I can’t honestly remember the last time I bought a new Kirby game. It might actually be Kirby 64: The Crystal Shards, an amazing game that came out 15 years ago. I still hold that entry in very high regard with Kirby’s ability to combine enemy traits as a personal favorite. Why I haven’t participated in the later releases likely stems from having so many other things to play. Yet no matter what fills my library, Kirby’s Dream Land will always have a big place in my history because it was one of the first games I can recall actually beating. You know how kids are, playing whatever and never following through to completion. Somehow I was able to focus on Dream Land long enough to defeat Dedede, which I consider both a credit to myself and Sakurai for creating such a masterfully accessible game. The excitement I felt when those credits rolled is unforgettable, and a sense of pride washed over me when my friends were even impressed with this. Thank you Dream Land for giving me one of my earliest wins.
Kirby is by far one of Nintendo’s most recognizable properties. It took the company’s signature style and brought it to a successful extreme. This is Nintendo at its most cartoony, bright, silly, and colorful. Everything about this property fits the bill with its pink and fluffy protagonist as the perfect figurehead. Kirby can kick some major ass with a joyful smile and a cheery “Hi!”. Kirby and The Rainbow Curse is hardly a deviation from the norm when you consider the series history. Nintendo will always use Kirby to get extra creative, and you can bet we have many years ahead of us of goofy pink fun.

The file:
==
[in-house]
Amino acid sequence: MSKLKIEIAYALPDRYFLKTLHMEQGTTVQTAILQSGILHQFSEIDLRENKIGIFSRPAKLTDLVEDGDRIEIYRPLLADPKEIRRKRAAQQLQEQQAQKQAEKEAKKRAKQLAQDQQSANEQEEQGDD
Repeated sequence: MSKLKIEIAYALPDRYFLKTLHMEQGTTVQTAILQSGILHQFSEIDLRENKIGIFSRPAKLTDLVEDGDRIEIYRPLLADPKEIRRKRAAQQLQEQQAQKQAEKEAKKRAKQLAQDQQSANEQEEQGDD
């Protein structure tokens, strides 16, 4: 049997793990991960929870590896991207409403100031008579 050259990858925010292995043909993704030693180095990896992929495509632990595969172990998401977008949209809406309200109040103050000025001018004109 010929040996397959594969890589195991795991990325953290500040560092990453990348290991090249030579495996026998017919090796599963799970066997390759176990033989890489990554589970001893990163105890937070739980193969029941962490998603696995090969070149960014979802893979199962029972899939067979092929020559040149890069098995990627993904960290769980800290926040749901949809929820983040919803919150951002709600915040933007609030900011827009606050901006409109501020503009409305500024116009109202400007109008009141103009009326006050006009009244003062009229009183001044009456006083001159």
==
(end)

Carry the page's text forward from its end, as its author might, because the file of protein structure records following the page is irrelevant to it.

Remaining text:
Luke Kalamar is Pop-Break.com’s television and every Saturday afternoon you can read his retro video game column, Remembering the Classics. He covers Game of Thrones, Saturday Night Live and The Walking Dead (amongst others) every week. As for as his career and literary standing goes — take the best parts of Spider-man, Captain America and Luke Skywalker and you will fully understand his origin story.